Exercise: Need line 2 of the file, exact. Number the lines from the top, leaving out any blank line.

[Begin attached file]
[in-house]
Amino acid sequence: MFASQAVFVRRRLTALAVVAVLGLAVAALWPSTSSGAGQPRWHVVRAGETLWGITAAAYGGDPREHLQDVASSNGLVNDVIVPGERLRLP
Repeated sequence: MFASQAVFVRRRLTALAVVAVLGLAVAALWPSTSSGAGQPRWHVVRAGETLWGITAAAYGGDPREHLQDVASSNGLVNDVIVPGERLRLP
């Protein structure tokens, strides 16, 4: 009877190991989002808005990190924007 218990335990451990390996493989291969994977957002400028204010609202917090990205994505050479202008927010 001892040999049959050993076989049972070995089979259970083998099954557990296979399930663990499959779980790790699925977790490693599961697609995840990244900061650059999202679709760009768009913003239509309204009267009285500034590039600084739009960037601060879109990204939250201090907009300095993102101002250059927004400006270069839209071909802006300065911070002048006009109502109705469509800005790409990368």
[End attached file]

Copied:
Amino acid sequence: MFASQAVFVRRRLTALAVVAVLGLAVAALWPSTSSGAGQPRWHVVRAGETLWGITAAAYGGDPREHLQDVASSNGLVNDVIVPGERLRLP